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everywhere. i was just in salt lake city and i took a walk downtown and i saw a pillar that had been built in the last 4 years that a big block of sandstone that i recognized. it was probably wingate sandstone that had been hauled up there from about 200, 250 miles away, but i noticed in the pillar that was a gap at the bottom and i walked up and looked through the gap and i saw there were some posts in the distance and i looked around and there was a circle around the gap and there were signs around it and then each post a prism in it so that light going through the crack would hit the prism and that light would go to another prism and you would be able to tell the time of year by this object that was built in the last 4 years. and i saw this and i thought, what would archeologists think if they encountered this? they would look at this and say, what civilization was this?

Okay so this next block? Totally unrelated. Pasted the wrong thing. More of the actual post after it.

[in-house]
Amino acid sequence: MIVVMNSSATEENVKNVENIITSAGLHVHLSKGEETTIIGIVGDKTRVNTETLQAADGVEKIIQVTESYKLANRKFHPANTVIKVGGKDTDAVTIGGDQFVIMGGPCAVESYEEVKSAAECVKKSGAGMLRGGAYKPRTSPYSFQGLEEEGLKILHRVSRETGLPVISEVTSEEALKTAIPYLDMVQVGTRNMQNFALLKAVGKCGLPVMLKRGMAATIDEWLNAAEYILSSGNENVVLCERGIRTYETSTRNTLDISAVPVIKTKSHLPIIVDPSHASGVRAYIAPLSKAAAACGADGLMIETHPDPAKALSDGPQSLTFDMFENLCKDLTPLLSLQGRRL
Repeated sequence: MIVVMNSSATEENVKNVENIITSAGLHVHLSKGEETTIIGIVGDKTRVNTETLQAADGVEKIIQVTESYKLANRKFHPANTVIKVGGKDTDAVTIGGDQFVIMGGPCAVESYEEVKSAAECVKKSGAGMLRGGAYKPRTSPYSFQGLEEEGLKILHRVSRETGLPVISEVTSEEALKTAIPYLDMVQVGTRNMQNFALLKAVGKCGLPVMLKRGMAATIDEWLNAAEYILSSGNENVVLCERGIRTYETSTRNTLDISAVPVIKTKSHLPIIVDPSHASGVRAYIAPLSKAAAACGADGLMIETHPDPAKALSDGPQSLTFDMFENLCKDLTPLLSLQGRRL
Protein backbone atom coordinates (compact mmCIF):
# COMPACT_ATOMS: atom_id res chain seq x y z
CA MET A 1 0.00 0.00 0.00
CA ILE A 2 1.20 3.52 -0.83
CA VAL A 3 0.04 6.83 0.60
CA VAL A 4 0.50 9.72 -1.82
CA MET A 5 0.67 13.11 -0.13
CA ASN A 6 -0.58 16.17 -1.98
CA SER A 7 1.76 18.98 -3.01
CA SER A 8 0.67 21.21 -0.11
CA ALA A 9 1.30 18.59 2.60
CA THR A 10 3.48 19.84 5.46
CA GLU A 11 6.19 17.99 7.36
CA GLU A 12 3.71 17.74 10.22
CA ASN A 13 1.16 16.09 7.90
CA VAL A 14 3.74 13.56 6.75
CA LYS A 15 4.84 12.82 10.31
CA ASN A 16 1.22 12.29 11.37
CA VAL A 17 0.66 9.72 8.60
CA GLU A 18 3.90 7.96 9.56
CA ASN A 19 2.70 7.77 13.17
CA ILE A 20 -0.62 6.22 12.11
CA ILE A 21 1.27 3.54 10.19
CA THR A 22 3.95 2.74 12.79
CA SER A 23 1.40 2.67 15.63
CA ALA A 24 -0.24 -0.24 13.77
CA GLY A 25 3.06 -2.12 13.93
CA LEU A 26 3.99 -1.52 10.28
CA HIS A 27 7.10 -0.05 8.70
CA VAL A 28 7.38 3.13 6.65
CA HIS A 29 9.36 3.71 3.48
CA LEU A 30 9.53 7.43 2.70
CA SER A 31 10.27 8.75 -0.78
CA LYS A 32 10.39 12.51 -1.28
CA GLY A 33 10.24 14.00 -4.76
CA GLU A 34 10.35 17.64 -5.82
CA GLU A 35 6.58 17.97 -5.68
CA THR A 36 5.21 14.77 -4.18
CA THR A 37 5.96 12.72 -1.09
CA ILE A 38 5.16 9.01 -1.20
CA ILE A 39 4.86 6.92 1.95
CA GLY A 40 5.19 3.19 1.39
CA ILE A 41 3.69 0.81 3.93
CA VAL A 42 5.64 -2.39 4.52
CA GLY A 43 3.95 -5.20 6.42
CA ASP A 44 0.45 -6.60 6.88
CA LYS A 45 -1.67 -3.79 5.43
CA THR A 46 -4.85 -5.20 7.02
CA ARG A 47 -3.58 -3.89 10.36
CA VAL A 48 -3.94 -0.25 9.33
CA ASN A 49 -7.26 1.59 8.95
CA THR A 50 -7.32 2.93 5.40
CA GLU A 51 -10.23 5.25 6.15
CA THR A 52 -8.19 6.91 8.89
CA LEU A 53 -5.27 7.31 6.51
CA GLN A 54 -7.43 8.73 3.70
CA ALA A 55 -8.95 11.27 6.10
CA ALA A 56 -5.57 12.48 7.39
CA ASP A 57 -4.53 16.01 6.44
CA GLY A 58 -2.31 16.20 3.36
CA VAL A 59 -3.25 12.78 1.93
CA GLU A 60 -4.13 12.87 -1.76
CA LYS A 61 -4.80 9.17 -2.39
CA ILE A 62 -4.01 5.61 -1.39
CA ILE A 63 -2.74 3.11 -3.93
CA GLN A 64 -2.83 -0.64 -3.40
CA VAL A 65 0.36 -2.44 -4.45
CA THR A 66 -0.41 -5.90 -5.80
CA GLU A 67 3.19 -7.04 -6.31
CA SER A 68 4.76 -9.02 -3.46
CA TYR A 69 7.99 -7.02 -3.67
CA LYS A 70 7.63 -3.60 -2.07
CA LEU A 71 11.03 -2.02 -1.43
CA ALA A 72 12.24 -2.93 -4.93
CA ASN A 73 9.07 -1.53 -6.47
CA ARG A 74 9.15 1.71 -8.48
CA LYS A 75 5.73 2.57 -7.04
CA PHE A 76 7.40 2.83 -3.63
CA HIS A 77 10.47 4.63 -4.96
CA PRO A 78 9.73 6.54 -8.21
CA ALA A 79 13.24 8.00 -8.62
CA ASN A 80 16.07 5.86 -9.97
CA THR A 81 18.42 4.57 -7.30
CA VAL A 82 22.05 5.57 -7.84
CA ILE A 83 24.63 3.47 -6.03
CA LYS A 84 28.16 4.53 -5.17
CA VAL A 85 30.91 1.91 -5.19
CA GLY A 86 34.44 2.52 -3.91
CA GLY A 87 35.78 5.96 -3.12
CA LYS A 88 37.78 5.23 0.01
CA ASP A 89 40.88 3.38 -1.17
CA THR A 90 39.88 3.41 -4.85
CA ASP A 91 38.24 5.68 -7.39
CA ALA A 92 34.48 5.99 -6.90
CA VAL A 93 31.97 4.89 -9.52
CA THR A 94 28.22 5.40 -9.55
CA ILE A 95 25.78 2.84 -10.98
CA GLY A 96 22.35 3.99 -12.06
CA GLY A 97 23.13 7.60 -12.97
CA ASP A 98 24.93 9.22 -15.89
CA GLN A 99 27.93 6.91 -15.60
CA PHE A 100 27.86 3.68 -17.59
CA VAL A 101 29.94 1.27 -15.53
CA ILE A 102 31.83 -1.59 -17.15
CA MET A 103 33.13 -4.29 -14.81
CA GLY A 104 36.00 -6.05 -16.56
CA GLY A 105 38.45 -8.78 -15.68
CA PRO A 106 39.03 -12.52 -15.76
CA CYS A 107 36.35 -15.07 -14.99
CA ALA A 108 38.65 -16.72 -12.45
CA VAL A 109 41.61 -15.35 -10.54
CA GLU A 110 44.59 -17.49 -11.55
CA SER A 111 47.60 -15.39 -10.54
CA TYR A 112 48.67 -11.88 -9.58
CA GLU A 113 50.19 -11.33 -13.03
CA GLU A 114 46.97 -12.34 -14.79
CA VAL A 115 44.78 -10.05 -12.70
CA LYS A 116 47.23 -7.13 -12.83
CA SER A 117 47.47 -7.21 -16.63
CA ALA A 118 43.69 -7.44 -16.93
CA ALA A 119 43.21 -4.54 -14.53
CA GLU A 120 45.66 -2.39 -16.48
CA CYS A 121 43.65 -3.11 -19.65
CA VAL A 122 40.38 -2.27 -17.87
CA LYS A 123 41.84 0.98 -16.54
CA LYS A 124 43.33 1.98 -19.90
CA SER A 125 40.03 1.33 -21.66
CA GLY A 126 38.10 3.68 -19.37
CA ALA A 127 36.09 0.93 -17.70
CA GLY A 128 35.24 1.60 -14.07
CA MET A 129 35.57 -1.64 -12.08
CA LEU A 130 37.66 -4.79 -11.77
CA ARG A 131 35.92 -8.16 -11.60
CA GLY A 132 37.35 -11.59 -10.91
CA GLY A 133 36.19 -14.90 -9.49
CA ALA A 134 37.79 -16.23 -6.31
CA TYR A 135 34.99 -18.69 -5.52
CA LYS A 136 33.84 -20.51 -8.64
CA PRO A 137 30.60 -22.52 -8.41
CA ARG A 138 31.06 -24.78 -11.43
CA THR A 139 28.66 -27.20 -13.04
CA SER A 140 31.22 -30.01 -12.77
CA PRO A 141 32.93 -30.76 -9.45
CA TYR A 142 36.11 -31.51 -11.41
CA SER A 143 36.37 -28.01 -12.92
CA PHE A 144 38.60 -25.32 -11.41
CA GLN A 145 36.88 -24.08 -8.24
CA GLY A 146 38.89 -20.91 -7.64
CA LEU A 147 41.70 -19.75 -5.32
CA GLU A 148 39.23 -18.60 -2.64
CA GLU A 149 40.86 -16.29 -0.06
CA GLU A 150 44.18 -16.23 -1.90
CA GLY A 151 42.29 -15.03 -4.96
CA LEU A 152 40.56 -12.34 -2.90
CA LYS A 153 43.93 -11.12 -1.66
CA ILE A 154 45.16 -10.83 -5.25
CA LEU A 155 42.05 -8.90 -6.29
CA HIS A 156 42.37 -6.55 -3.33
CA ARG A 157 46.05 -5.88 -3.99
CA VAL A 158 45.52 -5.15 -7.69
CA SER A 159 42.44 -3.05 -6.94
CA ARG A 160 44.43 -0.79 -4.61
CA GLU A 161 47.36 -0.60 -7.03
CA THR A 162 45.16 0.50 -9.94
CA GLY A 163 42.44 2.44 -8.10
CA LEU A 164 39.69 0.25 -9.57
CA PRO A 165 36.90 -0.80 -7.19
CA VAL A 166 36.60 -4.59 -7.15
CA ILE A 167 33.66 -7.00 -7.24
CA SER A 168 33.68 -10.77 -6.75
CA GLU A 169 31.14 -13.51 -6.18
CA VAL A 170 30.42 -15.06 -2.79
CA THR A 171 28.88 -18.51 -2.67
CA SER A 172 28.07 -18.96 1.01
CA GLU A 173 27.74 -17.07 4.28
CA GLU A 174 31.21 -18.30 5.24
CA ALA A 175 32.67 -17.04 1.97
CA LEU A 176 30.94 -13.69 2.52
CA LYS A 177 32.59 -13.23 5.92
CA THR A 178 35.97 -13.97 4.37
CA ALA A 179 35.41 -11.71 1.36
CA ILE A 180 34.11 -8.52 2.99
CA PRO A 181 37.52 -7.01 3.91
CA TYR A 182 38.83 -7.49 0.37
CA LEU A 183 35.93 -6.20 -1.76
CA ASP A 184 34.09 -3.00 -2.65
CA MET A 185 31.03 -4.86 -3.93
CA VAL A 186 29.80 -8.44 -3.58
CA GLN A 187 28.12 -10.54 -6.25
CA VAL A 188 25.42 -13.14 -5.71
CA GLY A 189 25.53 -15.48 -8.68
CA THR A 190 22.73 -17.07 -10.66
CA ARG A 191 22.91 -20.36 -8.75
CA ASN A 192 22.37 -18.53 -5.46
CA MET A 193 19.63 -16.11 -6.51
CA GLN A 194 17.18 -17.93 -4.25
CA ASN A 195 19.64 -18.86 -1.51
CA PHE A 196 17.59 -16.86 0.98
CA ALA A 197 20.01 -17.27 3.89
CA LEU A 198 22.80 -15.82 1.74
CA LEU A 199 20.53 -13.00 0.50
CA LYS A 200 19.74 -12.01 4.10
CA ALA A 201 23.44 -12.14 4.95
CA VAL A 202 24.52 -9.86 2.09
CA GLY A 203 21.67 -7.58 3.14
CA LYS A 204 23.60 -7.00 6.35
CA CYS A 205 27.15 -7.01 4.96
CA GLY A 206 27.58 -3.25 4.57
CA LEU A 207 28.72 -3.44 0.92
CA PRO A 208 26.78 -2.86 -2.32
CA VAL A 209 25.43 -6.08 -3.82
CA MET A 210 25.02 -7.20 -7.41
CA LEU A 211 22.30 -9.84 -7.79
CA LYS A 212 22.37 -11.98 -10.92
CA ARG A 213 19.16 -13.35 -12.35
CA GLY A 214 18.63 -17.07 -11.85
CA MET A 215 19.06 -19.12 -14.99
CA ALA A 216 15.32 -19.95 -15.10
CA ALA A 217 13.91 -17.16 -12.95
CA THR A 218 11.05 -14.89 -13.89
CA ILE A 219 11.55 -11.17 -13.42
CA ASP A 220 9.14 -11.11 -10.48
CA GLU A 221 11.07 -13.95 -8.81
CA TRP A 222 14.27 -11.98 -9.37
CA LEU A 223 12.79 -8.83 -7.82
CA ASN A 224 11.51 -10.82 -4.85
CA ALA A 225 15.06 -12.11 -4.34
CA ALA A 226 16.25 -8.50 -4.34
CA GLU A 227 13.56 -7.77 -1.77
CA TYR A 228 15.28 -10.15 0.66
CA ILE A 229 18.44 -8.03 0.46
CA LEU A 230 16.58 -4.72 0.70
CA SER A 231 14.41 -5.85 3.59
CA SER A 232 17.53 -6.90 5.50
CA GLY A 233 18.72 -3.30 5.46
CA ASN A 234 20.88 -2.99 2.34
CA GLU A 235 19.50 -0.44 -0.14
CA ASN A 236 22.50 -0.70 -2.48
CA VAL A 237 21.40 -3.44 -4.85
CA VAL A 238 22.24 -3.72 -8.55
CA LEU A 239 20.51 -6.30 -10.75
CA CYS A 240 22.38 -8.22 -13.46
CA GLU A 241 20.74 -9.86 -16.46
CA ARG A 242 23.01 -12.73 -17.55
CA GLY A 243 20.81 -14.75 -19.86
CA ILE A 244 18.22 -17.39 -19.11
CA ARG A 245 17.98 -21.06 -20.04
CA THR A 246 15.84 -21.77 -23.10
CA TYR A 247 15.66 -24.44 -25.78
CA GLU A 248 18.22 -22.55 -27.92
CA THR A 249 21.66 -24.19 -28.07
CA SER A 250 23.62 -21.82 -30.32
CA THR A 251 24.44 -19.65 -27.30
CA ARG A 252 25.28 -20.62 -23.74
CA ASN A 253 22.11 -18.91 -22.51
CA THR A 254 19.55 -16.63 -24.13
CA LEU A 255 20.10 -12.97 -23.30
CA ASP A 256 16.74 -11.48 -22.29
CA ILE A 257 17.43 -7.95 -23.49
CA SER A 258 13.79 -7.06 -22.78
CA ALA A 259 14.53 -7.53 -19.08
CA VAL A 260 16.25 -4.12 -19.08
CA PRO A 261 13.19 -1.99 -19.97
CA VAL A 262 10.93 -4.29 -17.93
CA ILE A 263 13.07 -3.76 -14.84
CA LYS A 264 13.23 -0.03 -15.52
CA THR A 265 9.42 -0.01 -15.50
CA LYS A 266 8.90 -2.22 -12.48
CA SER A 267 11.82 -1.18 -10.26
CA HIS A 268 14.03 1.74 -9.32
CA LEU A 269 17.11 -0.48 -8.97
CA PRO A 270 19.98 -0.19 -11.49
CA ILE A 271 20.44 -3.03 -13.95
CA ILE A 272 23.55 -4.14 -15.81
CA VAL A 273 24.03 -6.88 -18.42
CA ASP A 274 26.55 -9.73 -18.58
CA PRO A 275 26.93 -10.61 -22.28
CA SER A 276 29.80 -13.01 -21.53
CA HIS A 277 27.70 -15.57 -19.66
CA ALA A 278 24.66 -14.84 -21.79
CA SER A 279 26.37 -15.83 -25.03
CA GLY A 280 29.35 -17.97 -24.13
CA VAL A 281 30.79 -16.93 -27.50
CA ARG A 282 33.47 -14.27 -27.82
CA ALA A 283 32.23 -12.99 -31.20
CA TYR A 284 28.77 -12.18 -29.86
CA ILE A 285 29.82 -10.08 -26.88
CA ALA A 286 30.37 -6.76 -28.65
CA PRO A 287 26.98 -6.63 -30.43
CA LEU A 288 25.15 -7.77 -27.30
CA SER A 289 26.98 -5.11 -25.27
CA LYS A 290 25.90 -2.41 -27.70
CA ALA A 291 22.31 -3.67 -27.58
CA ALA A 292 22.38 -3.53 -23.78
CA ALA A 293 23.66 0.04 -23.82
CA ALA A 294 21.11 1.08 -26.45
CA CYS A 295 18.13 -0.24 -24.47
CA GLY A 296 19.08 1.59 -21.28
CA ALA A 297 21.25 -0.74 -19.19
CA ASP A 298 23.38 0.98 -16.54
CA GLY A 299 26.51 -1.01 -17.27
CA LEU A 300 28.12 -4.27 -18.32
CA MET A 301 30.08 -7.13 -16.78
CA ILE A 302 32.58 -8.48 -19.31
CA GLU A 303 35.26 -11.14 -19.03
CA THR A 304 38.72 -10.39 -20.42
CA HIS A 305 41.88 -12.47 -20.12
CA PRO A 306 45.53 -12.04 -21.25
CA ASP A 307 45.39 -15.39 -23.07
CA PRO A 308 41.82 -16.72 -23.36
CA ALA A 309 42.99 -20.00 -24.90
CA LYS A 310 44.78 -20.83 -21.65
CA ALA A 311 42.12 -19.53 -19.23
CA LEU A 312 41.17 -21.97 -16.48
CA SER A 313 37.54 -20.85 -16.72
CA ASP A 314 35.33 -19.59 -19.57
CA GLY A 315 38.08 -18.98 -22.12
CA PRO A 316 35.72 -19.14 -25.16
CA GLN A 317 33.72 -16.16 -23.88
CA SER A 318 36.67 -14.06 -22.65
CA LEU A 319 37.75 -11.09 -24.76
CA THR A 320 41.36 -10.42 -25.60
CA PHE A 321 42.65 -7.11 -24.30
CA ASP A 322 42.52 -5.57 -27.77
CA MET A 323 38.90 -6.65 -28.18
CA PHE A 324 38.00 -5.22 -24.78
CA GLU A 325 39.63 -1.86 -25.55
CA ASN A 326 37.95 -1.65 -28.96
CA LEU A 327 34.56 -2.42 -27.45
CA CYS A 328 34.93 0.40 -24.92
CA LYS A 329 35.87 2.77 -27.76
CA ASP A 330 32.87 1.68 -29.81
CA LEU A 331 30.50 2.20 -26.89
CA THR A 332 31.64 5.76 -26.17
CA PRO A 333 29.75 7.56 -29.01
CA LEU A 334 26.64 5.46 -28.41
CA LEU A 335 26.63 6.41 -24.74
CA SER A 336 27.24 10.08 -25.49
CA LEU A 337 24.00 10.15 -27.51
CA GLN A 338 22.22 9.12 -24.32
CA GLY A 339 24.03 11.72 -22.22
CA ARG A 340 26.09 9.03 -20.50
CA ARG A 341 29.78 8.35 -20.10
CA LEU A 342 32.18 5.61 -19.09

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what religion drove them to do this? we keep doing the same things over and over again. many researchers believe these archeo-astronomical sites are very specifically designed where other researchers say it's all coincidence. but not long ago i was up at a place called chimney rock in southwest colorado. and it's over 8,000 feet. and you are up at the southern end ftd rocky mountains and there is this scarp of rock that rises up probably about a thousand feet out of a valley floor and right at the tip of this scarp there are two twin towers of rock. if you get to a certain place on top of this very narrow butte, you can see between these twin towers and there happens to be a great house